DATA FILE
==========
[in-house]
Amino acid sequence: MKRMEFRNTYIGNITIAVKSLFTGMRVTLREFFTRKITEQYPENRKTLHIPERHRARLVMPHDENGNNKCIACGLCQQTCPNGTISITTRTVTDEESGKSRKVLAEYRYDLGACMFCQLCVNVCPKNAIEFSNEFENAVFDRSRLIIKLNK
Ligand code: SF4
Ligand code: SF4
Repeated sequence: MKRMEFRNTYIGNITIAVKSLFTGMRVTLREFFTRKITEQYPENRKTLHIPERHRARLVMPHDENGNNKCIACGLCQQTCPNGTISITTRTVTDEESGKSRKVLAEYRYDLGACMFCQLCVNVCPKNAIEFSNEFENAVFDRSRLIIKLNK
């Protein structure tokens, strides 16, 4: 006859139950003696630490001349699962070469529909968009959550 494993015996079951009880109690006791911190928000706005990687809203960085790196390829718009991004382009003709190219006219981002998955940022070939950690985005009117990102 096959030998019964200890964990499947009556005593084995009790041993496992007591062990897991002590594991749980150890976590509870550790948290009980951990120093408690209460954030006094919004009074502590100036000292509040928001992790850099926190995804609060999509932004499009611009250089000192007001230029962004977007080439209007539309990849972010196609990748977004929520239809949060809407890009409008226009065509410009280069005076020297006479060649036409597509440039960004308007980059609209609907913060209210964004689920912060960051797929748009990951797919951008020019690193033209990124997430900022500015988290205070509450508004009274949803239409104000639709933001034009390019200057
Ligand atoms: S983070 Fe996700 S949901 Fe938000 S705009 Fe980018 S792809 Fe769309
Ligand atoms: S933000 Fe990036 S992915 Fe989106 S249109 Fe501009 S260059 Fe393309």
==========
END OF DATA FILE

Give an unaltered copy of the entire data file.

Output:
[in-house]
Amino acid sequence: MKRMEFRNTYIGNITIAVKSLFTGMRVTLREFFTRKITEQYPENRKTLHIPERHRARLVMPHDENGNNKCIACGLCQQTCPNGTISITTRTVTDEESGKSRKVLAEYRYDLGACMFCQLCVNVCPKNAIEFSNEFENAVFDRSRLIIKLNK
Ligand code: SF4
Ligand code: SF4
Repeated sequence: MKRMEFRNTYIGNITIAVKSLFTGMRVTLREFFTRKITEQYPENRKTLHIPERHRARLVMPHDENGNNKCIACGLCQQTCPNGTISITTRTVTDEESGKSRKVLAEYRYDLGACMFCQLCVNVCPKNAIEFSNEFENAVFDRSRLIIKLNK
């Protein structure tokens, strides 16, 4: 006859139950003696630490001349699962070469529909968009959550 494993015996079951009880109690006791911190928000706005990687809203960085790196390829718009991004382009003709190219006219981002998955940022070939950690985005009117990102 096959030998019964200890964990499947009556005593084995009790041993496992007591062990897991002590594991749980150890976590509870550790948290009980951990120093408690209460954030006094919004009074502590100036000292509040928001992790850099926190995804609060999509932004499009611009250089000192007001230029962004977007080439209007539309990849972010196609990748977004929520239809949060809407890009409008226009065509410009280069005076020297006479060649036409597509440039960004308007980059609209609907913060209210964004689920912060960051797929748009990951797919951008020019690193033209990124997430900022500015988290205070509450508004009274949803239409104000639709933001034009390019200057
Ligand atoms: S983070 Fe996700 S949901 Fe938000 S705009 Fe980018 S792809 Fe769309
Ligand atoms: S933000 Fe990036 S992915 Fe989106 S249109 Fe501009 S260059 Fe393309």